When it comes to consumers and sugar, it’s complicated. That was the conclusion drawn by Corbion’s consumer research on the new sugar label regulations, presented during the session “Could Purchase Intent Be Influenced by New Sugar Label Regulations?” on Sept. 9.
Marge O’Brien, senior manager, global insights, and CJ McClellan, manager of global marketing, both of Corbion, surveyed 800 primary shoppers online and interviewed 15 primary shoppers in person about their label-reading and purchasing habits. In light of the Food and Drug Administration’s revision of the Nutrition Facts Panel, Ms. O’Brien and Mr. McClellan researched what consumers knew regarding the changes and how it impacted buying habits for bread and sweet baked goods. Sixty-seven per cent of respondents were unaware of the label changes at all, and those consumers who said the label has some impact on their purchasing decisions were nearly twice as likely to call out the added sugars than those who reported the label would have a low impact on their decisions.
However, consumers sit on a wide spectrum in regard to their attitudes regarding sugar. Corbion found that consumer responses ranged from believing sugar is the most dangerous ingredient to not caring about sugar reduction at all.
“If your core consumers don’t look at labels, you have to think about how you’re going to handle that as you reduce sugar,” Ms. O’Brien said.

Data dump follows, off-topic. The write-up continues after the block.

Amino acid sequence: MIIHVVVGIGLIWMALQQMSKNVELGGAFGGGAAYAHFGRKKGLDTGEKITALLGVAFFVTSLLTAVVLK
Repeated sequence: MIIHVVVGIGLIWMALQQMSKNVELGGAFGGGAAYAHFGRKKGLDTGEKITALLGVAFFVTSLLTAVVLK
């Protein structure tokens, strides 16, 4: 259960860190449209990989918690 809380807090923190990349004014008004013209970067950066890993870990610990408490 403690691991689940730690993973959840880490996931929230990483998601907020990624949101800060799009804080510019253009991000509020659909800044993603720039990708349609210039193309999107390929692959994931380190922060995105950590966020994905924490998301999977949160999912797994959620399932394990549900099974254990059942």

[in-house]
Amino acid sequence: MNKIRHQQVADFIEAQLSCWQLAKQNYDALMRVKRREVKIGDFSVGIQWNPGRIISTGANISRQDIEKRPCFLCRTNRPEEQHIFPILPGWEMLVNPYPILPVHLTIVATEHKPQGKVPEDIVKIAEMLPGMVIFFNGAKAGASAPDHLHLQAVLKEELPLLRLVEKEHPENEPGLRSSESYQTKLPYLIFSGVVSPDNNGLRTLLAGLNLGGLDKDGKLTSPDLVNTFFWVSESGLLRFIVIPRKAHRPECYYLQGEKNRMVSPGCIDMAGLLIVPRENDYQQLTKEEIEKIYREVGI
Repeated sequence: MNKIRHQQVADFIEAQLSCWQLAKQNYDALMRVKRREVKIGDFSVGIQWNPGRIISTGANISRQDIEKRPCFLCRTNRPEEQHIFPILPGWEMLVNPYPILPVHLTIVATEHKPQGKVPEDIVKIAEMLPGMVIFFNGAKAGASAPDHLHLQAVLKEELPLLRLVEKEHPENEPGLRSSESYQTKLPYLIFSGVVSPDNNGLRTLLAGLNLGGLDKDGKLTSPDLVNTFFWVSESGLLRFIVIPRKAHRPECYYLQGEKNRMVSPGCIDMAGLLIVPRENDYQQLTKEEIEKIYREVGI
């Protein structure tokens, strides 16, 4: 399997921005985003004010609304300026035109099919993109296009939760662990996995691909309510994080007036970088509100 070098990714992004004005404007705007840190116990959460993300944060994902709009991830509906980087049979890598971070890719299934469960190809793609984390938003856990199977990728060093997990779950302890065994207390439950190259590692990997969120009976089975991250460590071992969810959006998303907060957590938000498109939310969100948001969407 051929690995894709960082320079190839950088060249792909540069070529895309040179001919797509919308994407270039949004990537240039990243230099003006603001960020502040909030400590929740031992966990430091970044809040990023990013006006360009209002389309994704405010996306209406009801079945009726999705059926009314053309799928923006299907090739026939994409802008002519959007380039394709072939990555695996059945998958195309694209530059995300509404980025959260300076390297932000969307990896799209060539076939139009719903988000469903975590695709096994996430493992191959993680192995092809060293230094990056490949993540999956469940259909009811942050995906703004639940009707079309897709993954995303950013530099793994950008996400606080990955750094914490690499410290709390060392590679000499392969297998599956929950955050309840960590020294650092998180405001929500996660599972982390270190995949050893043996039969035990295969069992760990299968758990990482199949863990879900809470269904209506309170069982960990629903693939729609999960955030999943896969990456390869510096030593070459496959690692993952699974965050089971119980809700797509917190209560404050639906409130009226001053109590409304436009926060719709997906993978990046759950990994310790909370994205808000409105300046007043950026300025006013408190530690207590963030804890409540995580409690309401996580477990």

When projecting the potential negative impact of the added sugar line, Corbion compared responses between those who knew about the label changes and those who did not. In these findings, there was a definite spike in negative impact — as much as 75% for sweet goods and 74% for bread — on purchases among consumers who were aware.
“We believe this spike is aspirational,” Ms. O’Brien said. “We think the reality will probably be closer to a quarter of consumers.”
In the end, Corbion’s research showed that the market is complicated, and consumer demands are often at odds with each other.
“Gone are the days of one-size-fits-all products, and it’s a tough fragmented market,” Ms. O’Brien said.
A multitude of factors go into purchasing decisions besides nutrition: taste, price and shelf life. Often, consumers refuse to sacrifice taste or price for sugar reduction, particularly when it comes to sweet goods.
“It’s a challenging market, and you need to put the time and energy into discovering and understanding your core consumers and what they want,” Ms. O’Brien said.